Daily Archives: April 5, 2009

Of Germans and Sheep

This won’t mean much to anyone but me, but on the other hand it’s my blog. So: I think it’s very cool that in the now three full months since the German version of The Android’s Dream has been out, it’s not once dropped out of the Amazon.de top ten list for science fiction. Indeed, at this very moment (10:38pm eastern time, 4/5/09) it’s at number two on the list. That’s some pretty cool longevity.

Bear in mind that the Amazon.de ranking system works like any other Amazon ranking system — which is to say, it only tells you how the book is doing relative to other books in the system, not what unit sales are. But I’ve also chatted with my German publishers, who tell me the unit sales have been quite healthy as well — it’s selling better than the English language version of TAD did at the same point in its sales cycle, which is saying something considering the US has four times the population. Which again makes me pretty damn happy.

As I’ve said before, I’m quite fond of this particular book, which is often overshadowed by the OMW series, so  it’s nice to see TAD get its moment in the sun, even if it had to go to Germany to get it. And if nothing else, when I get around to finishing The High Castle, I know it will sell in at least one foreign market. So thanks, Germany. Really glad you like the book.

Reader Request Week 2009 #11: Wrapping Up

And now, the short bits that aren’t related to writing:

David Hill:

Is the Zombie Apocalypse a likely occurrence?

It happens every morning when people drag their ass out of bed to go to work. We seem to survive it.

Brendan:

We’ve heard about your preferences at In-And-Out and for Coke Zero… how do you prefer your hot dogs?
Ohio style (ketchup, mustard, relish) Chicago style (mustard, relish, onions, peppers, sauerkraut, celery salt, pepper, red pepper flakes, pinto beans, a pickle wedge and one Spanish olive) or California style (salsa and sprouts)?

Actually, none of the above: I like me a chili-cheese dog. And the first person who says “Oh, you mean a coney!” will get beaten. Coneys are fine for what they are; they are not chili cheese dogs, and if you can’t recognize the difference, well, I feel sorry for you, is all.

ytimynona:

Can a person live happily on minimum wage?

Sure, if they’re fifteen, it’s their first job, and they’re living with their parents who subsidize their basic necessities like food, shelter and clothing. Outside of this: no, not really. “Minimum wage” should not be understood as “the minimum amount someone needs to be paid to live in the US,” it should be understood as “the minimum amount we allow employers to pay someone.” There’s a difference.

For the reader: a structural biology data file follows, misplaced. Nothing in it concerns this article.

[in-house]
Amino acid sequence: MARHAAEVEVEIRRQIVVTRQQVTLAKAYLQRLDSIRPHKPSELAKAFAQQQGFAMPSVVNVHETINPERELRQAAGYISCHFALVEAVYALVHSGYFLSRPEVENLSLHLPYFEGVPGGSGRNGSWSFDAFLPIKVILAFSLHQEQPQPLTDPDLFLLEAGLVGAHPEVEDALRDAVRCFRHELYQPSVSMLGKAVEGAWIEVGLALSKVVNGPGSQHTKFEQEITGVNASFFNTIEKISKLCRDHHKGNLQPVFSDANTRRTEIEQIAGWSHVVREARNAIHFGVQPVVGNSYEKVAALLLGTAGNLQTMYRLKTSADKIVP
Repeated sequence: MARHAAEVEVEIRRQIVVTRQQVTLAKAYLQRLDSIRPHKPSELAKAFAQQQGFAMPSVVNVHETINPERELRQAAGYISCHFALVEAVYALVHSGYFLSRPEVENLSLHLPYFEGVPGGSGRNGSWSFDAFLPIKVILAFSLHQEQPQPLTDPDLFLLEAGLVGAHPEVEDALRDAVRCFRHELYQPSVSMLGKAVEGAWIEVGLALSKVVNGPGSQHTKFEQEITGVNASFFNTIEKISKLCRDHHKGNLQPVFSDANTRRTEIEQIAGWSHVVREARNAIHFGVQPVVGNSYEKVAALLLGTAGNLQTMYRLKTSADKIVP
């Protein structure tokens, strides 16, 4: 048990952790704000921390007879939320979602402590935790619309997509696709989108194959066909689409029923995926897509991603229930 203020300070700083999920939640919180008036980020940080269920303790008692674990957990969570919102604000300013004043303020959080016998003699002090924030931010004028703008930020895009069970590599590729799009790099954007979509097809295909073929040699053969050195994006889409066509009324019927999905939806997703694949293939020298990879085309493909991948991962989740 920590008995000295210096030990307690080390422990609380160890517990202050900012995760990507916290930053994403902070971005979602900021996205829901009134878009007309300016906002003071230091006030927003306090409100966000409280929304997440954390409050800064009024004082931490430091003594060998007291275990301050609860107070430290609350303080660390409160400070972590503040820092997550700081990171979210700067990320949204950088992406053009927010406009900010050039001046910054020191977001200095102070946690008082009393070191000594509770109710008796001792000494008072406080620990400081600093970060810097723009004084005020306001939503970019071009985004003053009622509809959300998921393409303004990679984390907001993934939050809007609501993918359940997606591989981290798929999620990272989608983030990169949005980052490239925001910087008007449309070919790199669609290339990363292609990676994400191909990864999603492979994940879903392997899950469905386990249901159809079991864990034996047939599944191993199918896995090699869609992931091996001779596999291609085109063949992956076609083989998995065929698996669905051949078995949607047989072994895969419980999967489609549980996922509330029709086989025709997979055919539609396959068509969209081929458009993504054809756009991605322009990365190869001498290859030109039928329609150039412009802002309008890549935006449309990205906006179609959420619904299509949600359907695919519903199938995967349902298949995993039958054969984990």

Yuval:

Immunizations. Do you think parents should have the right not to immunize their kids?

I think parents have that right; I also think parents are generally stupid not to immunize their children, since in doing so they risk their children’s health and the health of other children. The peril of immunization has lately been plumped by various people for various reasons, and the primary end result seems to be a rise in children getting very ill and suffering lasting effects from easily preventable childhood diseases. To which I say: Well done, idiot parents. Well done indeed.

Steven desJardins:

Is it true that Harlan Ellison stapled your arm to a pig and shouted, “NOT SO FUNNY NOW, HUH, SCALZI?” And, in general, what’s your reaction to fans making up preposterous stories about celebrities?

Second answer first: it’s silly, and an indication that fans in some way don’t equate celebrities with actual human beings, but with figures from myth, to whom legends must be attributed and their exploits shared. This is really depressing if you think of Kim Kardashian as being the equivalent to some sort of low-grade mythological creature, like a dryad or a troll, but on the other hand it makes a bit of sense in how humans work psychologically (and to be sure, lots of “celebrities” go out of their way to encourage such myth-making, so it’s not that they’re always entirely blameless).

I’m not aware of any particularly preposterous stories being told about me, which is a reflection of a) my overall low notoriety in any field outside science fiction and b) the fact I’m fairly boring, but I decided long ago that my response to any rumor about me would be not to deny it but to confirm it, i.e., “So, Scalzi, is that story about you and the goat true?” “Of course it is! Is there really anything so wrong about the love of a science fiction writer for a goat?” and so on. Confirming everything has pretty much the same truth value as denying everything (which is to say, very little), but it’s more fun.